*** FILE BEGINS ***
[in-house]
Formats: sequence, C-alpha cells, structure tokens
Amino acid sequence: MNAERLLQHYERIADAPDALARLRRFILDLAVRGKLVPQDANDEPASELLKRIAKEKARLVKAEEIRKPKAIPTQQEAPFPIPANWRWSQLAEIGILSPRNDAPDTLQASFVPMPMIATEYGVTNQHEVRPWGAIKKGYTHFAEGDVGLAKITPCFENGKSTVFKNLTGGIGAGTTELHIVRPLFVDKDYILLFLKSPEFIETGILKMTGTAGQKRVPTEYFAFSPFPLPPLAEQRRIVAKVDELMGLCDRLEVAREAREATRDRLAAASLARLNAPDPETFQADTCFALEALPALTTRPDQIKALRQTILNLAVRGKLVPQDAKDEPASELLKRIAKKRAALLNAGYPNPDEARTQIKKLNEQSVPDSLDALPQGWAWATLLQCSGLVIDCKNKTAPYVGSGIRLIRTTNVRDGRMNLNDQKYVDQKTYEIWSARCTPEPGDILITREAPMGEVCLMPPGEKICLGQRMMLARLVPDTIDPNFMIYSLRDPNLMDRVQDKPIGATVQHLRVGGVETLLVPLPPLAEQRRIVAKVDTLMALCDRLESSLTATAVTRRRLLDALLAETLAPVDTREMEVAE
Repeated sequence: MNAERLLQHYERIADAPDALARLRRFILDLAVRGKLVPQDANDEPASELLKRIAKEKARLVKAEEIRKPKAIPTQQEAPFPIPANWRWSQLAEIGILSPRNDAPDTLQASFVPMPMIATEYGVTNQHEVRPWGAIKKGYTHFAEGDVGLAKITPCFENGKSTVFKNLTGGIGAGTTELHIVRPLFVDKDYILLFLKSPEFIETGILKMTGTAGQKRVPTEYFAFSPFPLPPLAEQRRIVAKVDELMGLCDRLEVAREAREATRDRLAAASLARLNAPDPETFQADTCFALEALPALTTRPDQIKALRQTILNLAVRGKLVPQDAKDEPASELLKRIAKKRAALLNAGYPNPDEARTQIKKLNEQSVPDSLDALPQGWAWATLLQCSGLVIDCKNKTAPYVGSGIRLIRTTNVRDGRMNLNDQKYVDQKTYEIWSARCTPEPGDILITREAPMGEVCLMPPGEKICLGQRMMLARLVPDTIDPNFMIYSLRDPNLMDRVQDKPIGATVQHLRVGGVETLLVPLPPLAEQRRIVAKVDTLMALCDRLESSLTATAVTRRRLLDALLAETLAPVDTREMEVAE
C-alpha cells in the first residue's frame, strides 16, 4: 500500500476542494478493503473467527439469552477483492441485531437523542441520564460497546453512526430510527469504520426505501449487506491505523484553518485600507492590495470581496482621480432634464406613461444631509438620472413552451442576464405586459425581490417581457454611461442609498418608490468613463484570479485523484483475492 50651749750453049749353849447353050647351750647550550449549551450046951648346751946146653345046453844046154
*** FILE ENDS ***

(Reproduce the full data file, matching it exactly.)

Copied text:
[in-house]
Formats: sequence, C-alpha cells, structure tokens
Amino acid sequence: MNAERLLQHYERIADAPDALARLRRFILDLAVRGKLVPQDANDEPASELLKRIAKEKARLVKAEEIRKPKAIPTQQEAPFPIPANWRWSQLAEIGILSPRNDAPDTLQASFVPMPMIATEYGVTNQHEVRPWGAIKKGYTHFAEGDVGLAKITPCFENGKSTVFKNLTGGIGAGTTELHIVRPLFVDKDYILLFLKSPEFIETGILKMTGTAGQKRVPTEYFAFSPFPLPPLAEQRRIVAKVDELMGLCDRLEVAREAREATRDRLAAASLARLNAPDPETFQADTCFALEALPALTTRPDQIKALRQTILNLAVRGKLVPQDAKDEPASELLKRIAKKRAALLNAGYPNPDEARTQIKKLNEQSVPDSLDALPQGWAWATLLQCSGLVIDCKNKTAPYVGSGIRLIRTTNVRDGRMNLNDQKYVDQKTYEIWSARCTPEPGDILITREAPMGEVCLMPPGEKICLGQRMMLARLVPDTIDPNFMIYSLRDPNLMDRVQDKPIGATVQHLRVGGVETLLVPLPPLAEQRRIVAKVDTLMALCDRLESSLTATAVTRRRLLDALLAETLAPVDTREMEVAE
Repeated sequence: MNAERLLQHYERIADAPDALARLRRFILDLAVRGKLVPQDANDEPASELLKRIAKEKARLVKAEEIRKPKAIPTQQEAPFPIPANWRWSQLAEIGILSPRNDAPDTLQASFVPMPMIATEYGVTNQHEVRPWGAIKKGYTHFAEGDVGLAKITPCFENGKSTVFKNLTGGIGAGTTELHIVRPLFVDKDYILLFLKSPEFIETGILKMTGTAGQKRVPTEYFAFSPFPLPPLAEQRRIVAKVDELMGLCDRLEVAREAREATRDRLAAASLARLNAPDPETFQADTCFALEALPALTTRPDQIKALRQTILNLAVRGKLVPQDAKDEPASELLKRIAKKRAALLNAGYPNPDEARTQIKKLNEQSVPDSLDALPQGWAWATLLQCSGLVIDCKNKTAPYVGSGIRLIRTTNVRDGRMNLNDQKYVDQKTYEIWSARCTPEPGDILITREAPMGEVCLMPPGEKICLGQRMMLARLVPDTIDPNFMIYSLRDPNLMDRVQDKPIGATVQHLRVGGVETLLVPLPPLAEQRRIVAKVDTLMALCDRLESSLTATAVTRRRLLDALLAETLAPVDTREMEVAE
C-alpha cells in the first residue's frame, strides 16, 4: 500500500476542494478493503473467527439469552477483492441485531437523542441520564460497546453512526430510527469504520426505501449487506491505523484553518485600507492590495470581496482621480432634464406613461444631509438620472413552451442576464405586459425581490417581457454611461442609498418608490468613463484570479485523484483475492 50651749750453049749353849447353050647351750647550550449549551450046951648346751946146653345046453844046154